An Eloquence of Grief by Stephen Crane
The windows were high and saintly, of the shape that is found in
churches. From time to time a policeman at the door spoke sharply to
some incoming person. "Take your hat off!" He displayed in his voice
the horror of a priest when the sanctity of a chapel is defied or
forgotten. The court-room was crowded with people who sloped back
comfortably in their chairs, regarding with undeviating glances the
procession and its attendant and guardian policemen that moved slowly
inside the spear-topped railing. All persons connected with a case went
close to the magistrate's desk before a word was spoken in the matter,
and then their voices were toned to the ordinary talking strength. The
crowd in the court-room could not hear a sentence; they could merely
see shifting figures, men that gestured quietly, women that sometimes
raised an eager eloquent arm. They could not always see the judge,
although they were able to estimate his location by the tall stands
surmounted by white globes that were at either hand of him. And so
those who had come for curiosity's sweet sake wore an air of being in
wait for a cry of
anguish, some loud painful protestation that would
bring the proper thrill to their jaded, world-weary nerves—wires that
refused to vibrate for ordinary affairs.
Inside the railing the court officers shuffled the various groups with
speed and skill; and behind the desk the magistrate patiently toiled
his way through mazes of wonderful testimony.
In a corner of this space, devoted to those who had business before
the judge, an officer in plain clothes stood with a girl that wept
constantly. None seemed to notice the girl, and there was no reason why
she should be noticed, if the curious in the body of the court-room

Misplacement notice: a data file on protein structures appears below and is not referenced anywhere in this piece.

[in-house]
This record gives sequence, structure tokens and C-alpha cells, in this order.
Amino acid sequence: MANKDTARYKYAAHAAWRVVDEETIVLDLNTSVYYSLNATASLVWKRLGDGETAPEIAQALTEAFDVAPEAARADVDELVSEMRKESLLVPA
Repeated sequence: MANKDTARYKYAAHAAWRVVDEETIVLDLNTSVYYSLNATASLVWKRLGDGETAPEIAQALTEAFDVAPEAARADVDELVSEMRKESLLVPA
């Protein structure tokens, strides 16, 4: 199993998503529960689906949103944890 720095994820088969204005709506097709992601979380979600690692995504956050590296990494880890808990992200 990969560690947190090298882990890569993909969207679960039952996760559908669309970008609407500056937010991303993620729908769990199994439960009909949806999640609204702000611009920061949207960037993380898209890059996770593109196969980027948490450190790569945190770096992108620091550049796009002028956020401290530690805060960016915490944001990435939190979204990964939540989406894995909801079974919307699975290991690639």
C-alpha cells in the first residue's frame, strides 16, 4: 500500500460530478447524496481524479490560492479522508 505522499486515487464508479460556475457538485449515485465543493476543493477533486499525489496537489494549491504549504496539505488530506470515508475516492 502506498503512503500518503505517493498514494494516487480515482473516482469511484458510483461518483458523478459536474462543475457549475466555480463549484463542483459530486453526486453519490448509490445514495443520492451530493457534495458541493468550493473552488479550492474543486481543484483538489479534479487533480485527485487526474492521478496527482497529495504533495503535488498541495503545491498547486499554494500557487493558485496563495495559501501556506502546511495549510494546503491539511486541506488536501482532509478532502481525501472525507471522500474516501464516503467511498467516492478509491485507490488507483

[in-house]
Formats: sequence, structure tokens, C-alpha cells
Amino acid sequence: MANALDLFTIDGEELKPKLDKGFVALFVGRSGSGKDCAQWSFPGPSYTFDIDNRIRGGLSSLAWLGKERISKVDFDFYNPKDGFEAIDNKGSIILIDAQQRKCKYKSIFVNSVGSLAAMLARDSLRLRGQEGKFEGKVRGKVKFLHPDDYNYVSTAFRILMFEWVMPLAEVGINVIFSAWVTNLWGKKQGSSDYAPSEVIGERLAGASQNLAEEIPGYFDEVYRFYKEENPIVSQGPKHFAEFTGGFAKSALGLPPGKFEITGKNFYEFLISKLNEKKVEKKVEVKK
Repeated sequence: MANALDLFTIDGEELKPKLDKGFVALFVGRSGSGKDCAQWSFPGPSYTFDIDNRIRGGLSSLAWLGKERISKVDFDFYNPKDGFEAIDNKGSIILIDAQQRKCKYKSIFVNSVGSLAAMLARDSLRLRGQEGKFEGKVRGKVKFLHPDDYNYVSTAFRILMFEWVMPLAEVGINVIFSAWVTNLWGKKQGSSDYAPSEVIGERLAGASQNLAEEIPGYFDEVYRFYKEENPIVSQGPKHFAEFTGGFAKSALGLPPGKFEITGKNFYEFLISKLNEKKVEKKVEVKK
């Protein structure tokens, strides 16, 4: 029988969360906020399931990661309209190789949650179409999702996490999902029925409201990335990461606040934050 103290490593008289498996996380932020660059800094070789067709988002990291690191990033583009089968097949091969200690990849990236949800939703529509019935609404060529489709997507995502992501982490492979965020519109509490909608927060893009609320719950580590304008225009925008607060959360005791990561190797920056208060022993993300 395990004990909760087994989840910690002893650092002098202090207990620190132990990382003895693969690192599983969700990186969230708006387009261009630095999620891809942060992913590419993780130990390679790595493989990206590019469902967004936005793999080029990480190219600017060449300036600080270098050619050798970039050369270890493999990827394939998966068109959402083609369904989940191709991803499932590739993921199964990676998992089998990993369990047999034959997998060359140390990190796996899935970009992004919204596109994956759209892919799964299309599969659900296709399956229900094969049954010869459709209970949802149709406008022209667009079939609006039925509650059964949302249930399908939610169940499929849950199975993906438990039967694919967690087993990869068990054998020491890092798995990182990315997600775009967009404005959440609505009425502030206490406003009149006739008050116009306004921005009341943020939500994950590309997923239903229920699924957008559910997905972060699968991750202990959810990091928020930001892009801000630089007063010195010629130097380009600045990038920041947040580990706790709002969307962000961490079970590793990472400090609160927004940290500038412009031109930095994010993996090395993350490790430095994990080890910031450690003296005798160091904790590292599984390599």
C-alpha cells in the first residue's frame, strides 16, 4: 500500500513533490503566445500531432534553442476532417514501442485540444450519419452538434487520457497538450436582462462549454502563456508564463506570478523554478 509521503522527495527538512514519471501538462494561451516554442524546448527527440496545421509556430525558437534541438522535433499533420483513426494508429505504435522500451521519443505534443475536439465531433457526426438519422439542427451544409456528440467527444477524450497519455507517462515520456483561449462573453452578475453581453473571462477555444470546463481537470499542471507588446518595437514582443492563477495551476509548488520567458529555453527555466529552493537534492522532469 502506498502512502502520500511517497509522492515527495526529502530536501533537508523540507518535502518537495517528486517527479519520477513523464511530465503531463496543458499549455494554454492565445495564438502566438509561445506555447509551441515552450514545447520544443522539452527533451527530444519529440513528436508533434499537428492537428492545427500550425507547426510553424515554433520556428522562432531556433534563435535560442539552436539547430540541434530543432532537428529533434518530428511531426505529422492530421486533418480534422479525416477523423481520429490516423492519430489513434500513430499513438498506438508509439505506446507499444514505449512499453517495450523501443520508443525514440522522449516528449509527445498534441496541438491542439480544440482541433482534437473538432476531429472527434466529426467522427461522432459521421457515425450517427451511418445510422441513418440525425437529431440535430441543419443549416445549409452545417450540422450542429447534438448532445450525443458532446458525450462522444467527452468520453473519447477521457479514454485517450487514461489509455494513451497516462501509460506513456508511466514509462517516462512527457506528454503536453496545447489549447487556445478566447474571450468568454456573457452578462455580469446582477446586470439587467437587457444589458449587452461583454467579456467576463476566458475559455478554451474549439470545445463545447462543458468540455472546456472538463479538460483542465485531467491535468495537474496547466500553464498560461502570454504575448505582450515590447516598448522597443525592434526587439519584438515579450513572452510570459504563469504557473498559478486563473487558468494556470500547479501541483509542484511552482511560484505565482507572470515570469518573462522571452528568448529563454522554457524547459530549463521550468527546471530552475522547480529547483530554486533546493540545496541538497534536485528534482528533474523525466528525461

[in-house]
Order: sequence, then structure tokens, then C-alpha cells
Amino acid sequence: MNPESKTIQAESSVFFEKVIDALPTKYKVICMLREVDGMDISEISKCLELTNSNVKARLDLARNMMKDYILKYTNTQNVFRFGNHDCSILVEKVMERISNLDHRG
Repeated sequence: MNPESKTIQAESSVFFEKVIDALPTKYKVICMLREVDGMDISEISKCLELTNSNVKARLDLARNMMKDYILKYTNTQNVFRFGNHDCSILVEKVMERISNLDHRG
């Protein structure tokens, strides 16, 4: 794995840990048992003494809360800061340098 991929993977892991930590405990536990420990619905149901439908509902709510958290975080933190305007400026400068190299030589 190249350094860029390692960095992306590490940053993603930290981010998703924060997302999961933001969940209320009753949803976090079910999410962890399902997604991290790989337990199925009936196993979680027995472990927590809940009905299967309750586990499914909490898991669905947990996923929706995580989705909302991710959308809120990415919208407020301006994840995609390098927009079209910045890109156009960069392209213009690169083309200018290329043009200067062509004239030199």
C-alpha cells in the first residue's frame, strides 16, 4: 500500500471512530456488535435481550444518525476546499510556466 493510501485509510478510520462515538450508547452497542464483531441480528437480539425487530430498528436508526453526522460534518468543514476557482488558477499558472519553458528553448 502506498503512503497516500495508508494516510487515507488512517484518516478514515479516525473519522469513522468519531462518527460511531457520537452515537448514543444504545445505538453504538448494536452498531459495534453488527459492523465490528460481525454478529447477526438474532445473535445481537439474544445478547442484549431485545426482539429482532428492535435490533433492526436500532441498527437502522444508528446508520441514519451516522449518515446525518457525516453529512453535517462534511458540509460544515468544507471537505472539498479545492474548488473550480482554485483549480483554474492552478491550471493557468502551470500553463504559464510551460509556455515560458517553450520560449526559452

were not interested in the devastation which tears bring upon some
complexions. Her tears seemed to burn like acid, and they left fierce
pink marks on her face. Occasionally the girl looked across the room,
where two well-dressed young women and a man stood waiting with the
serenity of people who are not concerned as to the interior fittings of
The business of the court progressed, and presently the girl, the
officer, and the well-dressed contingent stood before the judge.
Thereupon two lawyers engaged in some preliminary fire-wheels, which
were endured generally in silence. The girl, it appeared, was accused
of stealing fifty dollars' worth of silk clothing from the room of one
of the well-dressed women. She had been a servant in the house.
In a clear way, and with none of the ferocity that an accuser often
exhibits in a police-court, calmly and moderately, the two young women
testimony. Behind them stood their escort, always mute.
His part, evidently, was to furnish the dignity, and he furnished it
heavily, almost massively.
When they had finished, the girl told her part. She had full, almost
Afric, lips, and they had turned quite white. The lawyer for the others
asked some questions, which he did—be it said, in passing—with the
air of a man throwing flower-pots at a stone house.
It was a short case and soon finished. At the end of it the judge said
that, considering the evidence, he would have to commit the girl for
trial. Instantly the quick-eyed court officer began to clear the way
for the next case. The well-dressed women and their escort turned one
way and the girl turned another, toward a door with an austere arch
leading into a stone-paved passage. Then it was that a great cry rang
through the court-room, the cry of this girl who believed that she was
The loungers, many of them, underwent a spasmodic movement as if they
had been knived. The court officers rallied quickly. The girl fell back
opportunely for the arms of one of them, and her wild heels clicked
twice on the floor. "I am innocent! Oh, I am innocent!"
People pity those who need none, and the guilty sob alone; but innocent
or guilty, this girl's scream described such a profound depth of
woe—it was so graphic of grief, that it slit with a dagger's sweep the
curtain of common-place, and disclosed the gloom-shrouded spectre that
sat in the young girl's heart so plainly, in so universal a tone of the
mind, that a
man heard expressed some far-off midnight terror of his own thought.
The cries died away down the stone-paved passage. A patrol-man leaned
one arm composedly on the railing, and down below him stood an aged,
almost toothless wanderer, tottering and grinning.
"Plase, yer honer," said the old man as the time arrived for him to
speak, "if ye'll lave me go this time, I've niver been dhrunk befoor,
A court officer lifted his hand to hide a smile.